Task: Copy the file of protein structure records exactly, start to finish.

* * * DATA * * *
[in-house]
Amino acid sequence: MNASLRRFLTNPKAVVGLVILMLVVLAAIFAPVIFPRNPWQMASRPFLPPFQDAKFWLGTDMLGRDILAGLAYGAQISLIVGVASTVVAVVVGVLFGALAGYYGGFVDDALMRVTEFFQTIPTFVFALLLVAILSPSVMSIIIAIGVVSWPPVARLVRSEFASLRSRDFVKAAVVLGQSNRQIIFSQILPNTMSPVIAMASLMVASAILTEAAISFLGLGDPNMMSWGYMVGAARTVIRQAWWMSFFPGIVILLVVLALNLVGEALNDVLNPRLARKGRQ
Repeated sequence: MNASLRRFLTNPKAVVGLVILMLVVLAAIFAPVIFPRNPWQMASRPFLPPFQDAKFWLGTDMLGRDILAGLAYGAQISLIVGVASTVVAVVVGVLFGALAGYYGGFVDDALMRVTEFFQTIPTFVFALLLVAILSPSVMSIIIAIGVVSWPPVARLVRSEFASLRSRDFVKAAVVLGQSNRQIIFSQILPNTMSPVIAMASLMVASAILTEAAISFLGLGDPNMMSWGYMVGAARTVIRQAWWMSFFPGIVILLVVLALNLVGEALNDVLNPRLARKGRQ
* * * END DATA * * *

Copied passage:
[in-house]
Amino acid sequence: MNASLRRFLTNPKAVVGLVILMLVVLAAIFAPVIFPRNPWQMASRPFLPPFQDAKFWLGTDMLGRDILAGLAYGAQISLIVGVASTVVAVVVGVLFGALAGYYGGFVDDALMRVTEFFQTIPTFVFALLLVAILSPSVMSIIIAIGVVSWPPVARLVRSEFASLRSRDFVKAAVVLGQSNRQIIFSQILPNTMSPVIAMASLMVASAILTEAAISFLGLGDPNMMSWGYMVGAARTVIRQAWWMSFFPGIVILLVVLALNLVGEALNDVLNPRLARKGRQ
Repeated sequence: MNASLRRFLTNPKAVVGLVILMLVVLAAIFAPVIFPRNPWQMASRPFLPPFQDAKFWLGTDMLGRDILAGLAYGAQISLIVGVASTVVAVVVGVLFGALAGYYGGFVDDALMRVTEFFQTIPTFVFALLLVAILSPSVMSIIIAIGVVSWPPVARLVRSEFASLRSRDFVKAAVVLGQSNRQIIFSQILPNTMSPVIAMASLMVASAILTEAAISFLGLGDPNMMSWGYMVGAARTVIRQAWWMSFFPGIVILLVVLALNLVGEALNDVLNPRLARKGRQ